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Redundancy notice period

If you are facing redundancy, then it is likely you will be given a notice period. How long this will be will depend on how long you have worked for the company and what is outlined in your contract.

The minimum amount of notice period you are entitled to, according to redundancy law, is dependent on how long you have worked for your employer:

  • If you have been employed between one month and two years, you are entitled to at least one week’s notice. While you are entitled to your notice period, if you have worked for less than two years for your employer, you do not qualify for redundancy rights
  • If you have worked for your employer for 12 full years or more, you are entitled to 12 weeks’ notice
  • If you have been employed by your organisation between two-12 years, you will get one week’s notice for every year you have worked for the company

Your individual employment contract may state you will have a longer notice period than what is stated under statutory redundancy law, so always make sure you check your employment contract.

 

When does redundancy notice period start?

Your redundancy notice period only starts when your employer has told you that you will be made redundant and you have been given a finishing date. It’s important to understand that your notice period does not start from when you are told you are at risk of redundancy.

Do I have to work my redundancy notice period?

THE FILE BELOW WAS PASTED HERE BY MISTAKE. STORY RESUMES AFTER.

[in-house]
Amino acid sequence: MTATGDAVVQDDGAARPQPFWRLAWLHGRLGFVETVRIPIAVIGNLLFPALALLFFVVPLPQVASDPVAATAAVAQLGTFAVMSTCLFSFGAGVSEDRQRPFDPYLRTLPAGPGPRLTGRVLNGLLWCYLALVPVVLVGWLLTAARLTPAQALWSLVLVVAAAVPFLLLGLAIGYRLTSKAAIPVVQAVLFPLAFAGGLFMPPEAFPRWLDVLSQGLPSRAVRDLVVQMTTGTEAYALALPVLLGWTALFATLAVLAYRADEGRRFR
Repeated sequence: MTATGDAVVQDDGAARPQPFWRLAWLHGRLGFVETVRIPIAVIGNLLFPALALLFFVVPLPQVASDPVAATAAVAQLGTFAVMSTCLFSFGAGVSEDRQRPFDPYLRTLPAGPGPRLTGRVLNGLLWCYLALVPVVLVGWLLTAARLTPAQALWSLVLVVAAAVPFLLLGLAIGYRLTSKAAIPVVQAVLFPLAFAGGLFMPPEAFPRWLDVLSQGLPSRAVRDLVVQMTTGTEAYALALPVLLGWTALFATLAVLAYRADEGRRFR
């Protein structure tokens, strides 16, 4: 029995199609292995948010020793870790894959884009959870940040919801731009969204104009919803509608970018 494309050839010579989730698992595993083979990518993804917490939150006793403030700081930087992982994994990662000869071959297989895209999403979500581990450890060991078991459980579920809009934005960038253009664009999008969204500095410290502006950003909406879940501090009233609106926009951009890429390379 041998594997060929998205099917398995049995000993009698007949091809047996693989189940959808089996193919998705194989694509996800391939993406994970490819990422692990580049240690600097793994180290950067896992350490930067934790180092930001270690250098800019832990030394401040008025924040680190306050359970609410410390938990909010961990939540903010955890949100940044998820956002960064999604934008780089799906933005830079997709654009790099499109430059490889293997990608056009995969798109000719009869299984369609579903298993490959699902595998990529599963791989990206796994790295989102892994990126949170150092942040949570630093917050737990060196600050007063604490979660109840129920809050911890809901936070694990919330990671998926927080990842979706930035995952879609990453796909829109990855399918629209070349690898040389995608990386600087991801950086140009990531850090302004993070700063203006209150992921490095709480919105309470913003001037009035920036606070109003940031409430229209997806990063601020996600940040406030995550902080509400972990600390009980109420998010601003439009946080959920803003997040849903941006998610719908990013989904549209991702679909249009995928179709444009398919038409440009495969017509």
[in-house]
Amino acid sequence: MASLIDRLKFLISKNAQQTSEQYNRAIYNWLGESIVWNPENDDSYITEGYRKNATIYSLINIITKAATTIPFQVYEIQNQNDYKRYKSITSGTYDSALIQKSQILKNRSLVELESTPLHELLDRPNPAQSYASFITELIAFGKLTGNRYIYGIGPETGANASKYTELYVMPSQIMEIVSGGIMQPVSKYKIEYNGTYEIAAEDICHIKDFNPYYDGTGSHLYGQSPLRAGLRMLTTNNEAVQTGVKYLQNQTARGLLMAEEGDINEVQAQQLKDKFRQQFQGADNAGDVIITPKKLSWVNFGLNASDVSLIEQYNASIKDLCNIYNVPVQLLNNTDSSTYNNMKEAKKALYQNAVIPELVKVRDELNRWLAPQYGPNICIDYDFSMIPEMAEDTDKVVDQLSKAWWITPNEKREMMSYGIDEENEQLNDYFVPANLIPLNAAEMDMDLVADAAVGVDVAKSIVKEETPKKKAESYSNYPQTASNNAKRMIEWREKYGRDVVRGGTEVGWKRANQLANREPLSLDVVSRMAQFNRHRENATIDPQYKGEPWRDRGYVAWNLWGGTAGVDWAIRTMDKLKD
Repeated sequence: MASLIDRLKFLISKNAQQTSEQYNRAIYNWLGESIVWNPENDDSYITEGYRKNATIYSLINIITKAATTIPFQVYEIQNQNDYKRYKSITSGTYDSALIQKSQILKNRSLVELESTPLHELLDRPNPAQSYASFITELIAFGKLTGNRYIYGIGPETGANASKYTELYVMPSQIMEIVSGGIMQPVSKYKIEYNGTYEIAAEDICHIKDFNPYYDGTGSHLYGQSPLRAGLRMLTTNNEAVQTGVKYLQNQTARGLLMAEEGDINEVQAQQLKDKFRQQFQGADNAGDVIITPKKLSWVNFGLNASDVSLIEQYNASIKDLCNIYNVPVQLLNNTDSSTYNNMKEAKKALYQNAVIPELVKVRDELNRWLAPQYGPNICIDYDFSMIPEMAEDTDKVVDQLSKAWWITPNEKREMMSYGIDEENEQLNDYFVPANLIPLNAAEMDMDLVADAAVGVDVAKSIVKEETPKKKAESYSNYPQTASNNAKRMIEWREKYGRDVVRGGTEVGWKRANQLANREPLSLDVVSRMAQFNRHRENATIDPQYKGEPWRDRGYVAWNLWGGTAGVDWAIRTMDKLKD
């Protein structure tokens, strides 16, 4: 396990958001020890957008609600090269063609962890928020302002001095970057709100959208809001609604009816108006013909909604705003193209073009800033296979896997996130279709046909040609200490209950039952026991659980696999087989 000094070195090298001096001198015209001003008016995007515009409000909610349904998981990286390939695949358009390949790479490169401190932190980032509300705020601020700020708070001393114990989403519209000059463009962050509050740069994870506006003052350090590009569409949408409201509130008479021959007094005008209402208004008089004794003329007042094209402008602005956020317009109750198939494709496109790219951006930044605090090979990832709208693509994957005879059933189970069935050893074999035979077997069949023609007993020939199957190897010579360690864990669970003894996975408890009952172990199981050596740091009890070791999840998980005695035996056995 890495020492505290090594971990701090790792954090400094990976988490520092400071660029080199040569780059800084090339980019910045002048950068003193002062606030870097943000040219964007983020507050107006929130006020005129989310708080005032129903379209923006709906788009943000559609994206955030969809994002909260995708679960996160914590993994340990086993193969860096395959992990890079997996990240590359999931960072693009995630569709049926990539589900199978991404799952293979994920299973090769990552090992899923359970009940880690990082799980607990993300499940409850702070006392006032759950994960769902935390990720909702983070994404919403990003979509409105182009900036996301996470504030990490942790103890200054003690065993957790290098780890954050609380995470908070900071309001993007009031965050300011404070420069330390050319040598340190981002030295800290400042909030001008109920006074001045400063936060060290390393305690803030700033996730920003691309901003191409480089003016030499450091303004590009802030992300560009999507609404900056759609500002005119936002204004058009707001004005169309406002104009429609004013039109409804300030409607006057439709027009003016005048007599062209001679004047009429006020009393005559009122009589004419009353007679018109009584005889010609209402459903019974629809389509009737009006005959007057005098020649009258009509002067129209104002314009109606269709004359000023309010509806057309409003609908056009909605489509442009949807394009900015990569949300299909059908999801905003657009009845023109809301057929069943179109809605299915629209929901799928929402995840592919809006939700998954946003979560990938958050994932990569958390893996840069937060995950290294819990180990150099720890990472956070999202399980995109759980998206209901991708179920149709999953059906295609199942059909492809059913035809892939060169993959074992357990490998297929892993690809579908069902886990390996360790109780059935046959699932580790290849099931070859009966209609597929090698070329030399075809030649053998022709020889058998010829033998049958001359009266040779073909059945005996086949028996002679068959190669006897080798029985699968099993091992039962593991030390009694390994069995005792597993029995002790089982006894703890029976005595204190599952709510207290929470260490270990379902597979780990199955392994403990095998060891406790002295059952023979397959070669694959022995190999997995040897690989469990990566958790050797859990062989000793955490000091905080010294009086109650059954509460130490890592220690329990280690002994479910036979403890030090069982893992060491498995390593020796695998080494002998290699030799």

Whether or not you have to work during your notice period is up to your employer; however, whichever decision they take, you will get paid for that period. If your employer asks you not to come into work during your notice period, this could mean you are either given garden leave or receive payment in lieu of notice (PILON)

Payment in lieu of notice

Payment in lieu of notice, or PILON as it can also be called, is when your employer terminates your employment straight away and you are given a lump sum to cover what you would have earned during your notice period. If you receive PILON then you may be able to start a new job straight away, as long as there are no post-termination restrictions in your contract or outlined in a settlement agreement.

Garden leave

Garden leave is similar to payment in lieu of notice, as in you are asked to not come into work when your notice period begins. However, you are still an employee and are subject to all your contractual obligations, meaning you can't start a new job until your garden leave has finished and you may be called back into work if needed. You are entitled to look for a new job but cannot start one until your gardening leave has finished.

Getting another job during the redundancy notice period

Depending on how your employer has chosen to deal with your notice period, you may not be able to start a job until after your notice period has ended. If you are expected to work your notice period or are put on garden leave, then you won’t be able to start a new role until your notice period comes to an end. However, you can look for and secure a new job, as long as your start date is after the end of your notice period.

If you have been given payment in lieu of notice then, as long as you are not subject to any post-termination restrictions, you are typically able to start a new role straight away.

If you need redundancy advice or want to understand you whether or not your settlement agreement is fair, then contact our expert employment solicitors today. From helping you to negotiate your exit to dealing with employment tribunal cases, our solicitors have years of experience in dealing with all aspects of employment law.

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